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    • So maybe we need to make road surfaces out of glass? - glass, at least, is a material found in the Earth's crust naturally since before life evolved.

      Or maybe a glass composite of some sort, ceramic maybe? - probably more expensive than asphalt or cement roads however.

    • It's hard to believe now, but I think my science teacher in high school and me and another guy, started one of the first serious recycling centers in 1970. We only had to deal with aluminum, bimetal, and glass because that was the lion's share of it then — aside from paper, which companies were recycling in the day. I don't remember any plastic bottles or that plastics were much of a thing.

      Anyway, aluminum threatened us because it takes forever to degrade in the environment, but the only real threat from glass was cutting your feet on the beach, which was common. But it was liquid quartz, so at least it didn't pollute the earth chemically.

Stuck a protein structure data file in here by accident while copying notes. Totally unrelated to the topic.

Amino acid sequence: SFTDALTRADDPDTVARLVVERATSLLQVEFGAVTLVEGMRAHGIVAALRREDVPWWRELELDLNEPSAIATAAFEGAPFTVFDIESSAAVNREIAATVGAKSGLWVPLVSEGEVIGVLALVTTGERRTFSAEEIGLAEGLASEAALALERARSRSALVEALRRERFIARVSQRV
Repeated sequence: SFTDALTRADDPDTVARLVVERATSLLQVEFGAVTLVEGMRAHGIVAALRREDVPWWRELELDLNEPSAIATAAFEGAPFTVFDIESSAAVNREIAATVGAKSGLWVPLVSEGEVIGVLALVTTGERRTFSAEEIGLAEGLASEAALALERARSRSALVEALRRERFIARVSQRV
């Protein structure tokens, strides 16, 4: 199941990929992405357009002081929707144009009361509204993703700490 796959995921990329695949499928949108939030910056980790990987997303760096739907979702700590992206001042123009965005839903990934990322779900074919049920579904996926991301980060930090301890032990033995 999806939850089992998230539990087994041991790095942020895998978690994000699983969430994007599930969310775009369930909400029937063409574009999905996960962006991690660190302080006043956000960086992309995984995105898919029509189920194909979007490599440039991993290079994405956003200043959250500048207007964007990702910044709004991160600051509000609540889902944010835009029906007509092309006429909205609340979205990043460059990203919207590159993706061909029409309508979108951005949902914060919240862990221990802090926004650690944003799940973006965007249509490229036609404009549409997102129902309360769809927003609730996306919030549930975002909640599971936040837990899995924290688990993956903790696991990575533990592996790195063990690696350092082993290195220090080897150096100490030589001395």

And now I can't buy a camera accessory or pair of dark glasses without them coming in some plastic or nylon case I don't need and just goes into landfill or rivers and oceans, and slowly degrades into the soil and groundwater. That's why I haven't bought anything in a plastic bottle for years. I go to the farmer's market or produce sections in stores that don't encase the produce in plastic like Costco does. When Costco went from cardboard flats to plastic clamshells, I cried. But 99% of the world shrugs and thinks I'm a hippie/environmentalist extremist nutcase.

    • > What's the friction like when you slam the brakes? When it's wet?

      This was one of my first thoughts when I read this.

      I'm presuming when it's new it's textured to avoid slipperiness, but plastics do have a tendency to become very smooth after a lot of surface wear.

    • Maybe incorporate some sand in the plastic as its poured/extruded on the road surface to create a surface with some traction?

    • This is very interesting and thanks for posting. I don't see why we can't shift as a nation to having very creative people engaging the rest of the population to solving problems instead of denying them. It's perplexing to say the least but this story is yet another glimmer of hope.